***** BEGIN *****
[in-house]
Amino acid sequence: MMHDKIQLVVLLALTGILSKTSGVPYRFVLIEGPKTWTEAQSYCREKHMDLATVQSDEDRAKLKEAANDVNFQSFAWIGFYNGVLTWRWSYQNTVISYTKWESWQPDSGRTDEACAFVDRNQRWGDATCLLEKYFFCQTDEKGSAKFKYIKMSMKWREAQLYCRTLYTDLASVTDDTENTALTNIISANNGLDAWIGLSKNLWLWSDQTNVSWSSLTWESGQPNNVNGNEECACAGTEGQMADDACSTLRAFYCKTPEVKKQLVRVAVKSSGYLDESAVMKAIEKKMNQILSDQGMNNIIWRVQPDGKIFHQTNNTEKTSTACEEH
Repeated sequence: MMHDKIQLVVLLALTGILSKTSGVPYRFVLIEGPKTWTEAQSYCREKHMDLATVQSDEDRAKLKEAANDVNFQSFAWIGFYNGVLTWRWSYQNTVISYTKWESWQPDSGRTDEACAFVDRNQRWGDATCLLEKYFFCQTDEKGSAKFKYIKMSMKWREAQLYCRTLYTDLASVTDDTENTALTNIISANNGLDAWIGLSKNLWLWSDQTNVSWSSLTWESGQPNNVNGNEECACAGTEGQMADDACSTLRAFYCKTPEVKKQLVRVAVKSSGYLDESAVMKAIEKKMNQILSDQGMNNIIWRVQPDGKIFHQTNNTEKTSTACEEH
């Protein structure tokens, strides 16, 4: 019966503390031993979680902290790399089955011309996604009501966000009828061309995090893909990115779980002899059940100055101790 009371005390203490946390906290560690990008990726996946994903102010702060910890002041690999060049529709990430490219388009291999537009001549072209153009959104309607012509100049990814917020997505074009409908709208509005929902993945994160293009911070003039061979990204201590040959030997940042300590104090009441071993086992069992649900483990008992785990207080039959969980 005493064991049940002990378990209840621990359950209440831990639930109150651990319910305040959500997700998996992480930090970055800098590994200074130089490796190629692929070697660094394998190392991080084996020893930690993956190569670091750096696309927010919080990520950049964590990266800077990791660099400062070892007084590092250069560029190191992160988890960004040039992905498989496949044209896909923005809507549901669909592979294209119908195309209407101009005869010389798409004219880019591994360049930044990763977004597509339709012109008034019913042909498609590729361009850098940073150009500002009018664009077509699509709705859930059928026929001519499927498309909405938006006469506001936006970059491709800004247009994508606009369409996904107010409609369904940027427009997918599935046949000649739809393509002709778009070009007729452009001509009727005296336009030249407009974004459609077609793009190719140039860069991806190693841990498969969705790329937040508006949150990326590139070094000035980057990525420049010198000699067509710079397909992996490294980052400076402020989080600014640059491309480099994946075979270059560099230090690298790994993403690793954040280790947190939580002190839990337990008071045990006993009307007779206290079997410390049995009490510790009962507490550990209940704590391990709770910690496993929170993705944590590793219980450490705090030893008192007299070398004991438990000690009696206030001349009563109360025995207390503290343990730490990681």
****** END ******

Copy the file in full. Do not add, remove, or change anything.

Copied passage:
[in-house]
Amino acid sequence: MMHDKIQLVVLLALTGILSKTSGVPYRFVLIEGPKTWTEAQSYCREKHMDLATVQSDEDRAKLKEAANDVNFQSFAWIGFYNGVLTWRWSYQNTVISYTKWESWQPDSGRTDEACAFVDRNQRWGDATCLLEKYFFCQTDEKGSAKFKYIKMSMKWREAQLYCRTLYTDLASVTDDTENTALTNIISANNGLDAWIGLSKNLWLWSDQTNVSWSSLTWESGQPNNVNGNEECACAGTEGQMADDACSTLRAFYCKTPEVKKQLVRVAVKSSGYLDESAVMKAIEKKMNQILSDQGMNNIIWRVQPDGKIFHQTNNTEKTSTACEEH
Repeated sequence: MMHDKIQLVVLLALTGILSKTSGVPYRFVLIEGPKTWTEAQSYCREKHMDLATVQSDEDRAKLKEAANDVNFQSFAWIGFYNGVLTWRWSYQNTVISYTKWESWQPDSGRTDEACAFVDRNQRWGDATCLLEKYFFCQTDEKGSAKFKYIKMSMKWREAQLYCRTLYTDLASVTDDTENTALTNIISANNGLDAWIGLSKNLWLWSDQTNVSWSSLTWESGQPNNVNGNEECACAGTEGQMADDACSTLRAFYCKTPEVKKQLVRVAVKSSGYLDESAVMKAIEKKMNQILSDQGMNNIIWRVQPDGKIFHQTNNTEKTSTACEEH
């Protein structure tokens, strides 16, 4: 019966503390031993979680902290790399089955011309996604009501966000009828061309995090893909990115779980002899059940100055101790 009371005390203490946390906290560690990008990726996946994903102010702060910890002041690999060049529709990430490219388009291999537009001549072209153009959104309607012509100049990814917020997505074009409908709208509005929902993945994160293009911070003039061979990204201590040959030997940042300590104090009441071993086992069992649900483990008992785990207080039959969980 005493064991049940002990378990209840621990359950209440831990639930109150651990319910305040959500997700998996992480930090970055800098590994200074130089490796190629692929070697660094394998190392991080084996020893930690993956190569670091750096696309927010919080990520950049964590990266800077990791660099400062070892007084590092250069560029190191992160988890960004040039992905498989496949044209896909923005809507549901669909592979294209119908195309209407101009005869010389798409004219880019591994360049930044990763977004597509339709012109008034019913042909498609590729361009850098940073150009500002009018664009077509699509709705859930059928026929001519499927498309909405938006006469506001936006970059491709800004247009994508606009369409996904107010409609369904940027427009997918599935046949000649739809393509002709778009070009007729452009001509009727005296336009030249407009974004459609077609793009190719140039860069991806190693841990498969969705790329937040508006949150990326590139070094000035980057990525420049010198000699067509710079397909992996490294980052400076402020989080600014640059491309480099994946075979270059560099230090690298790994993403690793954040280790947190939580002190839990337990008071045990006993009307007779206290079997410390049995009490510790009962507490550990209940704590391990709770910690496993929170993705944590590793219980450490705090030893008192007299070398004991438990000690009696206030001349009563109360025995207390503290343990730490990681």